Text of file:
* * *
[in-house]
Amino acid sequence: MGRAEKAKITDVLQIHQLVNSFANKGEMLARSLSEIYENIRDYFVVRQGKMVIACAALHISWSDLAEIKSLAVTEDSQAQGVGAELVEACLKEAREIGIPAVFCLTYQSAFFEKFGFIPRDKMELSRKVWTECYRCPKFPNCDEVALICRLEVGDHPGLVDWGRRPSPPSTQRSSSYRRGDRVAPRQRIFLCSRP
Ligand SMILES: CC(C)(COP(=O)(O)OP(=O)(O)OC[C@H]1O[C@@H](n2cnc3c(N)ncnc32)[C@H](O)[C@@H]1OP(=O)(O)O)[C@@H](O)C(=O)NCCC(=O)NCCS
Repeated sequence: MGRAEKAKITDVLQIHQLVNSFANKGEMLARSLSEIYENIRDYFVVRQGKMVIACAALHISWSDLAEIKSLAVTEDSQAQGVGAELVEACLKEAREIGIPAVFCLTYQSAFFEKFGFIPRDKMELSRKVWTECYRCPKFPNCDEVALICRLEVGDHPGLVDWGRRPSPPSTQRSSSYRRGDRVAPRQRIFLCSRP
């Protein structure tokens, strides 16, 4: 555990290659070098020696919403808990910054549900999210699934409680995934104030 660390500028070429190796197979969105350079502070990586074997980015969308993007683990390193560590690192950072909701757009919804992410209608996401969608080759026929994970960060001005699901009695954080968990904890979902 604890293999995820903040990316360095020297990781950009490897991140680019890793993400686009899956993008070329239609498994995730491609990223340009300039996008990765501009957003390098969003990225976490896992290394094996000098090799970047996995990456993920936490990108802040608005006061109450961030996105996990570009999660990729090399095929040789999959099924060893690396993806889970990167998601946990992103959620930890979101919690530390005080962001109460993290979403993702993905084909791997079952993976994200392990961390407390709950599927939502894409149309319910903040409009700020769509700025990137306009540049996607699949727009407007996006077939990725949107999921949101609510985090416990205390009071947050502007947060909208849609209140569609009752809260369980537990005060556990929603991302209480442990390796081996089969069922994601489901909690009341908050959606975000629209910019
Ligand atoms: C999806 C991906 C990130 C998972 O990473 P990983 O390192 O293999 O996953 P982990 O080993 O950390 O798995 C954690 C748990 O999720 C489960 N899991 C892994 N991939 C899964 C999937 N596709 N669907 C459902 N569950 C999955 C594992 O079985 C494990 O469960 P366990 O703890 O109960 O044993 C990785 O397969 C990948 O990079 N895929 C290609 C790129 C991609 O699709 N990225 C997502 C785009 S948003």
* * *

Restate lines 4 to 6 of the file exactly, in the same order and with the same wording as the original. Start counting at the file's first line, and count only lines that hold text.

Repeated sequence: MGRAEKAKITDVLQIHQLVNSFANKGEMLARSLSEIYENIRDYFVVRQGKMVIACAALHISWSDLAEIKSLAVTEDSQAQGVGAELVEACLKEAREIGIPAVFCLTYQSAFFEKFGFIPRDKMELSRKVWTECYRCPKFPNCDEVALICRLEVGDHPGLVDWGRRPSPPSTQRSSSYRRGDRVAPRQRIFLCSRP
């Protein structure tokens, strides 16, 4: 555990290659070098020696919403808990910054549900999210699934409680995934104030 660390500028070429190796197979969105350079502070990586074997980015969308993007683990390193560590690192950072909701757009919804992410209608996401969608080759026929994970960060001005699901009695954080968990904890979902 604890293999995820903040990316360095020297990781950009490897991140680019890793993400686009899956993008070329239609498994995730491609990223340009300039996008990765501009957003390098969003990225976490896992290394094996000098090799970047996995990456993920936490990108802040608005006061109450961030996105996990570009999660990729090399095929040789999959099924060893690396993806889970990167998601946990992103959620930890979101919690530390005080962001109460993290979403993702993905084909791997079952993976994200392990961390407390709950599927939502894409149309319910903040409009700020769509700025990137306009540049996607699949727009407007996006077939990725949107999921949101609510985090416990205390009071947050502007947060909208849609209140569609009752809260369980537990005060556990929603991302209480442990390796081996089969069922994601489901909690009341908050959606975000629209910019
Ligand atoms: C999806 C991906 C990130 C998972 O990473 P990983 O390192 O293999 O996953 P982990 O080993 O950390 O798995 C954690 C748990 O999720 C489960 N899991 C892994 N991939 C899964 C999937 N596709 N669907 C459902 N569950 C999955 C594992 O079985 C494990 O469960 P366990 O703890 O109960 O044993 C990785 O397969 C990948 O990079 N895929 C290609 C790129 C991609 O699709 N990225 C997502 C785009 S948003």